Not always easy to find a freedive buddy to train with, right? In Bonaire you won’t be the only freediver in the Caribbean freediving scene! Although scubadiving dominates in this place, freediving starts to become more popular. Open apnea trainings are organized by DeepSea Bonaire. There is a Bonaire freedive Whats app group (managed by Carlos & Gaby). This june 2015 maybe the freedivers will dominate with the AIDA competition and world record attempt!
5. Safety Facilities
All spots are swimming distance from shore. There is a hospital with a hyperbaric oxygen room and enough specialism around in decompression sickness. Not too unimportant.
6. Freediving in caves
There is a huge underground ecosystem to explore on this island and not many people know about it. Bonaire has 300-400 caves, many of them still to be discovered. Fascinating fossilised coral formations, stalagmites, stalactites, crystal clear waters and many hidden corners where you can dive into, bringing you to other cave rooms! The top layer (+/-2,5m) is freshwater when diving below this you’ll get to the salty layer. Incredibly cool and a MUST for every adventure seeker and freediver to go caving when coming to Bonaire! Contact FlowBonaire for this adventure. Owner Leo is a freediver too. He fully understands your eagerness to dive to the bottom of the cave and is happy to let you do so, safe and secure.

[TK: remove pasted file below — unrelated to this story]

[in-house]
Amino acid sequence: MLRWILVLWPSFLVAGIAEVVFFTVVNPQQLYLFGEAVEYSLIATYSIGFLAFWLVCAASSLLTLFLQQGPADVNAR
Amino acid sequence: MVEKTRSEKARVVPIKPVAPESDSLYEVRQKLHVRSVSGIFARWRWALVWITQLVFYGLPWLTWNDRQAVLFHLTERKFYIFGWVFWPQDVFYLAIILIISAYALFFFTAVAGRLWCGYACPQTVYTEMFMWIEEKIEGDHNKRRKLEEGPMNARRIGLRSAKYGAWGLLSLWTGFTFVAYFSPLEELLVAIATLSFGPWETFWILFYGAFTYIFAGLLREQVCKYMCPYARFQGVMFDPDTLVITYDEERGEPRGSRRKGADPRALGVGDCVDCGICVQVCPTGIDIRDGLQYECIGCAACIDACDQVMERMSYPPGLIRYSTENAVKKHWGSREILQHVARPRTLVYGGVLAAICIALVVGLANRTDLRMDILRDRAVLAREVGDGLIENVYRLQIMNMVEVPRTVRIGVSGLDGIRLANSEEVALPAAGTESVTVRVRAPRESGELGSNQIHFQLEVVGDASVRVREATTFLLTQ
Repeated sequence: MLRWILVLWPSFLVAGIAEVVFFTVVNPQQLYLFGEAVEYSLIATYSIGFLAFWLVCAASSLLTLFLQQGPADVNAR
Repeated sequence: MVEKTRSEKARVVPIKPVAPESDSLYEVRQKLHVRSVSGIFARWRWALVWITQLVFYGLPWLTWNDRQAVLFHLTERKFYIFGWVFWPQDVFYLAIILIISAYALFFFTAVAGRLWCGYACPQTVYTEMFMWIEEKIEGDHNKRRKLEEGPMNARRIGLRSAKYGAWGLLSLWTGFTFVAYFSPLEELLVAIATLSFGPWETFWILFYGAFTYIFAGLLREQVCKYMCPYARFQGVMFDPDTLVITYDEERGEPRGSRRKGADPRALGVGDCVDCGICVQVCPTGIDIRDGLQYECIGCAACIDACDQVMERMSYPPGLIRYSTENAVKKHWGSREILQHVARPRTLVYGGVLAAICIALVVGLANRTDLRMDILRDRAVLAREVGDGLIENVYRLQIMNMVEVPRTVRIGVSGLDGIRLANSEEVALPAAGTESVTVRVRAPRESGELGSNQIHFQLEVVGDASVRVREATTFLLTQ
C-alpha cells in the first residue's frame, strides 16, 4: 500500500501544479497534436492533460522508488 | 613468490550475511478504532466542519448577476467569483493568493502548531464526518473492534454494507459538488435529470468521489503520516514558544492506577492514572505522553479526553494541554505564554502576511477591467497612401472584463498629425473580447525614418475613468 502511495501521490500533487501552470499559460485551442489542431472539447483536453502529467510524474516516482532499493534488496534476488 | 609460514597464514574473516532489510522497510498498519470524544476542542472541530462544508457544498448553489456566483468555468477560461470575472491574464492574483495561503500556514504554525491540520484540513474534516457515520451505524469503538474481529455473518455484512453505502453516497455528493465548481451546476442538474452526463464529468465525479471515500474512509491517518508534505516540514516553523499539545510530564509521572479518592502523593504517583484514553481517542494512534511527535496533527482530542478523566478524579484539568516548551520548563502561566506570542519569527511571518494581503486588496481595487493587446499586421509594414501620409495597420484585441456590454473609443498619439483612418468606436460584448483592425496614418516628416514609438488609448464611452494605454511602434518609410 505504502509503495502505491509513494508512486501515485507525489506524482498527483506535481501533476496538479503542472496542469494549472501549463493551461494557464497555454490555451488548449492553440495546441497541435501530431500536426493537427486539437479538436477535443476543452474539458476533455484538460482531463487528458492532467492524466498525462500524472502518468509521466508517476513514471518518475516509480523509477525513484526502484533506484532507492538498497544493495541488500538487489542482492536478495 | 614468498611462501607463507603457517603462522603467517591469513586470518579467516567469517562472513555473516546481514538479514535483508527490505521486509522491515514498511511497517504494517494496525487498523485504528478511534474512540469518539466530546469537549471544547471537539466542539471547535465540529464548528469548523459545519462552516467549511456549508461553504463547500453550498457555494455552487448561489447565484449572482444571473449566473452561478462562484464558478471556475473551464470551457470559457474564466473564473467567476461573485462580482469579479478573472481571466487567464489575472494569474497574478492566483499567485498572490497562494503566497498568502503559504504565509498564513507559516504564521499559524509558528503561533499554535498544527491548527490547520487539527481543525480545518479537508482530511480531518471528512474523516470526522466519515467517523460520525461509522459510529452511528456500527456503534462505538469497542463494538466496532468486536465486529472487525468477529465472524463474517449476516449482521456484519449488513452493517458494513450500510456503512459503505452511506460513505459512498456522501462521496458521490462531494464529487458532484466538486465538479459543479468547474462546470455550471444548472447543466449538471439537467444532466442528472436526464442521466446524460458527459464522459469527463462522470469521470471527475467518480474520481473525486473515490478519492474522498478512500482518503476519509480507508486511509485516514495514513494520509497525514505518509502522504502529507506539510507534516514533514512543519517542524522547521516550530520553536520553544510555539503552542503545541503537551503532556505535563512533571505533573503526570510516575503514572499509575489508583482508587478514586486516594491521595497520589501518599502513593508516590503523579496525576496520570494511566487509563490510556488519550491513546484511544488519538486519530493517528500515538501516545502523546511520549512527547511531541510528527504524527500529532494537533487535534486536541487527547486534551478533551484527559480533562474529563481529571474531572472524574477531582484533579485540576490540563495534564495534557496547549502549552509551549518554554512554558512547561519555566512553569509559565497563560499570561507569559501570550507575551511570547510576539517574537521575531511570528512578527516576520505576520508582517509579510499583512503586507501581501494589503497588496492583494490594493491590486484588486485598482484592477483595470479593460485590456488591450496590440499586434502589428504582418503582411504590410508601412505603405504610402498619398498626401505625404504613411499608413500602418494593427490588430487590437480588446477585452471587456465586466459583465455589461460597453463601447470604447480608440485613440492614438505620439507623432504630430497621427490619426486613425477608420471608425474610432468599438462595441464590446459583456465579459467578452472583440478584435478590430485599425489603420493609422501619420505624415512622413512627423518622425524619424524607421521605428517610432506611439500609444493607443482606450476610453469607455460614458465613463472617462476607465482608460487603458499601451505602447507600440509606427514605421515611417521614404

7. Relaxation maximization
As with freediving, the more relaxed you are the better the freedive performance. No stress in this place. With no traffic lights and little traffic even the iguanus and donkeys are chilling on the street. With only 16.000 islanders, Bonaire is a very relaxed, uncrowded peaceful island. For after diving chill-out you can go for a boulevard evening stroll, open air cinema, picknick on the beach or spoil yourself with a fresh seaside dinner.
8. Exploration options
On your freedive day-off there’s loads to explore, below as well as above the surface. Basically wherever you go it’s beau-ti-ful and you surely discover something unique. Wild donkeys, parrots, pelicans, flamingos, cliffs, secluded beaches. I was happily surpised by the rough beauty of Bonaire nature. It’s a unique mix. You can (& should!) go on safari in Washington Slagbaai national park. Combine the exploration with some action. Go kayaking or snorkeling in the mangrove forest; sail, swim or kayak to the uninhabited island of Klein Bonaire; go for a hike in ’the cactus outback’; explore Bonaire by mountainbike; go for some rockclimbing, or just rent a car and cruise around. Bonaire is also a top destination for kitesurfing and windsurfing. If you stay a long time you may want to give it a go. Don’t miss out on the local ‘snacks’, which are the Caribbean style bars. They are especially fun in the afternoon. Have a drink with a local and absorb the Bonairean ambience. With all this happening mostly in the day you can chill away in the evening, sleep early and be ready for next day training.
9. The coolest training pool